Smith: Poem a family's memory from WWII

Doyle: Please read and comment on a Mother’s Day poem mailed in 1943 by my oldest brother, Douglas Bransom, to our mother. Douglas was serving in the U.S. Navy during World War II. The poem is a special heirloom preserved by my family, and I hope it will inspire your readers to remember their mother in a personal way on Mother's Day, May 8.  

Mom, It will soon be Mother’s Day again.
The most wonderful day in the year;
But there [are] a lot of us [who are] going to spend this one over here.
We will be thinking of you, most precious and dear;
The one we love when far or near.
There are many mothers with one, and a lot with more;
But, not many like you, with five sons at war.
So don’t feel bad, downhearted and blue;
For you and Dad are one of the few,
Who have five sons to come home to you.
So think of the day when we are on our way,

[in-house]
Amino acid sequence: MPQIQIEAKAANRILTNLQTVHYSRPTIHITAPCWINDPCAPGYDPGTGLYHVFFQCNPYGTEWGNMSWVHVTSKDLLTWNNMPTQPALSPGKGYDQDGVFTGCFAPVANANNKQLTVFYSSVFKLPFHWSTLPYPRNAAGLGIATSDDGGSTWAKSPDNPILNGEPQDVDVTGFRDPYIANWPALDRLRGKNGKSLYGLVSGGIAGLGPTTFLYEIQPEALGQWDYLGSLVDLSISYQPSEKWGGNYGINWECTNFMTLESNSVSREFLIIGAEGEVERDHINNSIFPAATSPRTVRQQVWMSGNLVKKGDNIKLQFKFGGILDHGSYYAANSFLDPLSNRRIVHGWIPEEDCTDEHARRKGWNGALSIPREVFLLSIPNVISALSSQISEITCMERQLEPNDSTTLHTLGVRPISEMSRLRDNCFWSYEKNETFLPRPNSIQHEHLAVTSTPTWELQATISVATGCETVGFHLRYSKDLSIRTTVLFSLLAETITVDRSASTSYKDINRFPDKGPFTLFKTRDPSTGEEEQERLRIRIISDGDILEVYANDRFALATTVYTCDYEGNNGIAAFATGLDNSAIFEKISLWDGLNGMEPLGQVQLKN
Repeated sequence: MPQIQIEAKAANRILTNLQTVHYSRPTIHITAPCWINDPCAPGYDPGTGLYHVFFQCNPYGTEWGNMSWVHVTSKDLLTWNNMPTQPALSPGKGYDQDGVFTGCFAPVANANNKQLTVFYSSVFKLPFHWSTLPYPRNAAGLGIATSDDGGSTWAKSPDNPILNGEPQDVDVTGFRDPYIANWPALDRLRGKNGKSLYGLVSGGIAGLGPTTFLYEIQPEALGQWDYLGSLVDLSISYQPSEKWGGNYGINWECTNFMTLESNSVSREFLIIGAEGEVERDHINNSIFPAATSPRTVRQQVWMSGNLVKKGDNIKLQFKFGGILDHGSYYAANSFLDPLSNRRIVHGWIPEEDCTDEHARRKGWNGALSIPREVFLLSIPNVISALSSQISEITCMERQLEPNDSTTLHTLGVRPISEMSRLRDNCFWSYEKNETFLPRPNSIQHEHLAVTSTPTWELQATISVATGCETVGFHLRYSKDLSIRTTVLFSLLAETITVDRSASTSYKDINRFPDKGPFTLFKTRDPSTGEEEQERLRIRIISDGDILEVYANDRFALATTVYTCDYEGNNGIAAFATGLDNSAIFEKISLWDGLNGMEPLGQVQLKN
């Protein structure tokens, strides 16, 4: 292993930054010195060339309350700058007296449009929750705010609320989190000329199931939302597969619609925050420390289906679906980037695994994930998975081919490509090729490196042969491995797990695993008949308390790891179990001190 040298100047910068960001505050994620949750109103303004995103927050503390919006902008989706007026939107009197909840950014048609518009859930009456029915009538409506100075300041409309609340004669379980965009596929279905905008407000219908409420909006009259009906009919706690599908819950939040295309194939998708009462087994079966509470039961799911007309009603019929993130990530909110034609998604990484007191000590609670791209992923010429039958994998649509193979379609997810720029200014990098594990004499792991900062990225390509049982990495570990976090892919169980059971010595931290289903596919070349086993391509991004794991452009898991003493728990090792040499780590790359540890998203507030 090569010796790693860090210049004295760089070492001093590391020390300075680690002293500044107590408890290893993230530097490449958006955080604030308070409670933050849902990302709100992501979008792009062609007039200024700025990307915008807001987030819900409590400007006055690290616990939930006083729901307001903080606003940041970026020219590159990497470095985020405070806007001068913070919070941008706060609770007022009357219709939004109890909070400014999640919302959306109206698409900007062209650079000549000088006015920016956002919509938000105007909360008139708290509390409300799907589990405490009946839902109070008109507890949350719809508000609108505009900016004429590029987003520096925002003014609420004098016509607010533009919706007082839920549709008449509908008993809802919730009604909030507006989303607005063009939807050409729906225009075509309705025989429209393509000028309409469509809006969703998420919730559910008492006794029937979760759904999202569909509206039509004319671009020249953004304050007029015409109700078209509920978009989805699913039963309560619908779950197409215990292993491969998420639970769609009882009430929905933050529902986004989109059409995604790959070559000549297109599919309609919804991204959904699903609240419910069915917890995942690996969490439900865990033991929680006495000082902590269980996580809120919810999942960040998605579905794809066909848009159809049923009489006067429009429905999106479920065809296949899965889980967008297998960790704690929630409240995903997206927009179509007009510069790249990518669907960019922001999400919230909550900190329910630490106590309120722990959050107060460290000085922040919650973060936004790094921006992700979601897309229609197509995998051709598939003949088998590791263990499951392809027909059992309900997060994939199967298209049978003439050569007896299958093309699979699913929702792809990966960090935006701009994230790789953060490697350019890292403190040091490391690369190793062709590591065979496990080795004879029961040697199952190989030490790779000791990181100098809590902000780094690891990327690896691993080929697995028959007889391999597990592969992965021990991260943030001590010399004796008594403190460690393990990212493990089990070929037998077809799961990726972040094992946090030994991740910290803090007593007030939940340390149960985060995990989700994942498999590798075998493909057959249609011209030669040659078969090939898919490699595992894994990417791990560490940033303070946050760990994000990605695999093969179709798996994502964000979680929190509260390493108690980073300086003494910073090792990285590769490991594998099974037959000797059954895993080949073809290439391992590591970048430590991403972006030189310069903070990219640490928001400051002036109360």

To see our Mother so lovely and grey.
She will be wearing five stars on a dress so blue;
You will stand out in front with just a few,
Who have five boys in service, the same as you.
Well, Mom, there is a lot more nice things I could say,
But to write them all it would take more than a day.
So, I will say be sweet, and wear a smile,
We will all be home after awhile.

John: This is a great love poem from a son to his mother.

It reminds me of the sacrifices made by mothers, fathers, brothers and sisters during time of war. During WWII many of Burleson’s young men and women joined the war effort.

One of those families was Burleson’s night watchman, Mallie Bransom, and his wife, Nora. Five of their six sons volunteered for service during WWII. Four served in the U.S. Navy in the Pacific and one served in the U.S. Army in Europe.  Doyle said that he also wanted to volunteer, but he was too young.

Douglas wrote this poem to his mother while serving in the South Pacific during the war with Japan. When you read this poem, read it from the perspective of Nora. I am sure her sons, being in danger and far from home, were constantly in her prayers and thoughts.

John Duke Smith is a Burleson history buff. Ask him a question you've always wondered about with the subject "Ask John" at and what he finds out may be a future column.

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